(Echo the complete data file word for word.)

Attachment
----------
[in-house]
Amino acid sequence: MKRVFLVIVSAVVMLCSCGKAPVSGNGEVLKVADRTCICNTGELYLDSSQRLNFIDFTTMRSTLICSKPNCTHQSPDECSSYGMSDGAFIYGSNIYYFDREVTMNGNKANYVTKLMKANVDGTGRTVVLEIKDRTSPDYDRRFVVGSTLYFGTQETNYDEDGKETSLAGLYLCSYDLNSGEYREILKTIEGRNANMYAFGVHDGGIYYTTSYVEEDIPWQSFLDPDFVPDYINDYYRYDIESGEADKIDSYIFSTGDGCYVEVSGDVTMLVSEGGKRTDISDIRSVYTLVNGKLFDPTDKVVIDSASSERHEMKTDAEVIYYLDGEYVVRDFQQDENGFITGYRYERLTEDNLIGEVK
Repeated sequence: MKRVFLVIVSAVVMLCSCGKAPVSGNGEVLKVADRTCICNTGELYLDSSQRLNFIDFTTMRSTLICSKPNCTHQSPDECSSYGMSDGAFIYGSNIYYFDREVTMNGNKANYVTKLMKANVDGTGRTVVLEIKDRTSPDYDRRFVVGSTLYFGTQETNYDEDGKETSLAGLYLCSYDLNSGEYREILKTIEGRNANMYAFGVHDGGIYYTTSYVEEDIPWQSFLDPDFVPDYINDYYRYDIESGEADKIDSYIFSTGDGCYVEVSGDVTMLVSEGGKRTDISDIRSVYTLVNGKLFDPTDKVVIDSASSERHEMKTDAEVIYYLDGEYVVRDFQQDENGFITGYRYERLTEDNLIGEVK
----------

[in-house]
Amino acid sequence: MKRVFLVIVSAVVMLCSCGKAPVSGNGEVLKVADRTCICNTGELYLDSSQRLNFIDFTTMRSTLICSKPNCTHQSPDECSSYGMSDGAFIYGSNIYYFDREVTMNGNKANYVTKLMKANVDGTGRTVVLEIKDRTSPDYDRRFVVGSTLYFGTQETNYDEDGKETSLAGLYLCSYDLNSGEYREILKTIEGRNANMYAFGVHDGGIYYTTSYVEEDIPWQSFLDPDFVPDYINDYYRYDIESGEADKIDSYIFSTGDGCYVEVSGDVTMLVSEGGKRTDISDIRSVYTLVNGKLFDPTDKVVIDSASSERHEMKTDAEVIYYLDGEYVVRDFQQDENGFITGYRYERLTEDNLIGEVK
Repeated sequence: MKRVFLVIVSAVVMLCSCGKAPVSGNGEVLKVADRTCICNTGELYLDSSQRLNFIDFTTMRSTLICSKPNCTHQSPDECSSYGMSDGAFIYGSNIYYFDREVTMNGNKANYVTKLMKANVDGTGRTVVLEIKDRTSPDYDRRFVVGSTLYFGTQETNYDEDGKETSLAGLYLCSYDLNSGEYREILKTIEGRNANMYAFGVHDGGIYYTTSYVEEDIPWQSFLDPDFVPDYINDYYRYDIESGEADKIDSYIFSTGDGCYVEVSGDVTMLVSEGGKRTDISDIRSVYTLVNGKLFDPTDKVVIDSASSERHEMKTDAEVIYYLDGEYVVRDFQQDENGFITGYRYERLTEDNLIGEVK